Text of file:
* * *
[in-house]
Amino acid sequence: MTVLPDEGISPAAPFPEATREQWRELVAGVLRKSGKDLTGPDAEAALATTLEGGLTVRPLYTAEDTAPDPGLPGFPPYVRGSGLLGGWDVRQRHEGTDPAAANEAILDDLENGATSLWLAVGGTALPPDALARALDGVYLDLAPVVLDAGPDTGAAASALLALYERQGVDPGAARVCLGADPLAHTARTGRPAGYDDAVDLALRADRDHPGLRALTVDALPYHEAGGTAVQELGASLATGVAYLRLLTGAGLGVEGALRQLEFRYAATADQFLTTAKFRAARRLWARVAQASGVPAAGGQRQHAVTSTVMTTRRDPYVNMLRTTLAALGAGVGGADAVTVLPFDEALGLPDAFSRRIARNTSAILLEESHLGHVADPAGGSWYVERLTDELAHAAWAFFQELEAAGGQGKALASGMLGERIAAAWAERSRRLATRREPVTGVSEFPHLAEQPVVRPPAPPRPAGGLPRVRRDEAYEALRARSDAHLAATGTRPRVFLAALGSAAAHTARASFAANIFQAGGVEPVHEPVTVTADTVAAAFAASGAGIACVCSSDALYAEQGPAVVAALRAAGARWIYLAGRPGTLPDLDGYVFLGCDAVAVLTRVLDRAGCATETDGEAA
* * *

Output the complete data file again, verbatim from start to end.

[in-house]
Amino acid sequence: MTVLPDEGISPAAPFPEATREQWRELVAGVLRKSGKDLTGPDAEAALATTLEGGLTVRPLYTAEDTAPDPGLPGFPPYVRGSGLLGGWDVRQRHEGTDPAAANEAILDDLENGATSLWLAVGGTALPPDALARALDGVYLDLAPVVLDAGPDTGAAASALLALYERQGVDPGAARVCLGADPLAHTARTGRPAGYDDAVDLALRADRDHPGLRALTVDALPYHEAGGTAVQELGASLATGVAYLRLLTGAGLGVEGALRQLEFRYAATADQFLTTAKFRAARRLWARVAQASGVPAAGGQRQHAVTSTVMTTRRDPYVNMLRTTLAALGAGVGGADAVTVLPFDEALGLPDAFSRRIARNTSAILLEESHLGHVADPAGGSWYVERLTDELAHAAWAFFQELEAAGGQGKALASGMLGERIAAAWAERSRRLATRREPVTGVSEFPHLAEQPVVRPPAPPRPAGGLPRVRRDEAYEALRARSDAHLAATGTRPRVFLAALGSAAAHTARASFAANIFQAGGVEPVHEPVTVTADTVAAAFAASGAGIACVCSSDALYAEQGPAVVAALRAAGARWIYLAGRPGTLPDLDGYVFLGCDAVAVLTRVLDRAGCATETDGEAA